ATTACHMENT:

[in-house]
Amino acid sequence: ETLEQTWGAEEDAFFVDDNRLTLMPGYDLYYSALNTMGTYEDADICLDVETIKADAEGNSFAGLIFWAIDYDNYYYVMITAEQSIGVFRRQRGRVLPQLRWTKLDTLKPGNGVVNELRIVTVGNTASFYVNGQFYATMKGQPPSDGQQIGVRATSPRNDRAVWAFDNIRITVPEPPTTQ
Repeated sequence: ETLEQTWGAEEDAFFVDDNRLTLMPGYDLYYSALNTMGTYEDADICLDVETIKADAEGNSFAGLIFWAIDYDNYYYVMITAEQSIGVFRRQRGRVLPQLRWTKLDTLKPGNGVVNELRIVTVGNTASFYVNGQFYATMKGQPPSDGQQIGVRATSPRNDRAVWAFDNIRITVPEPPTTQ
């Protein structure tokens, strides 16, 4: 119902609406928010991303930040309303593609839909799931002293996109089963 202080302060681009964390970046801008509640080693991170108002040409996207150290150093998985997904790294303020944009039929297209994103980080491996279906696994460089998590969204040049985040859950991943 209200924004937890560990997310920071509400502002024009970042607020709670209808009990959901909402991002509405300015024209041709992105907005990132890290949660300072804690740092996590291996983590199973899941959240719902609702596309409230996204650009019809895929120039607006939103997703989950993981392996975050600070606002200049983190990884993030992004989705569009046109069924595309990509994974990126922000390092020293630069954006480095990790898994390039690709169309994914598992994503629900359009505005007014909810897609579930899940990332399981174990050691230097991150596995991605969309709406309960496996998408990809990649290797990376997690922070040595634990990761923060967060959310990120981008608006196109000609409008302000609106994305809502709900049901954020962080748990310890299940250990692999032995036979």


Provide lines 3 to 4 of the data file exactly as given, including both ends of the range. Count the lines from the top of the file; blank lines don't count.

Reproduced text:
Repeated sequence: ETLEQTWGAEEDAFFVDDNRLTLMPGYDLYYSALNTMGTYEDADICLDVETIKADAEGNSFAGLIFWAIDYDNYYYVMITAEQSIGVFRRQRGRVLPQLRWTKLDTLKPGNGVVNELRIVTVGNTASFYVNGQFYATMKGQPPSDGQQIGVRATSPRNDRAVWAFDNIRITVPEPPTTQ
């Protein structure tokens, strides 16, 4: 119902609406928010991303930040309303593609839909799931002293996109089963 202080302060681009964390970046801008509640080693991170108002040409996207150290150093998985997904790294303020944009039929297209994103980080491996279906696994460089998590969204040049985040859950991943 209200924004937890560990997310920071509400502002024009970042607020709670209808009990959901909402991002509405300015024209041709992105907005990132890290949660300072804690740092996590291996983590199973899941959240719902609702596309409230996204650009019809895929120039607006939103997703989950993981392996975050600070606002200049983190990884993030992004989705569009046109069924595309990509994974990126922000390092020293630069954006480095990790898994390039690709169309994914598992994503629900359009505005007014909810897609579930899940990332399981174990050691230097991150596995991605969309709406309960496996998408990809990649290797990376997690922070040595634990990761923060967060959310990120981008608006196109000609409008302000609106994305809502709900049901954020962080748990310890299940250990692999032995036979």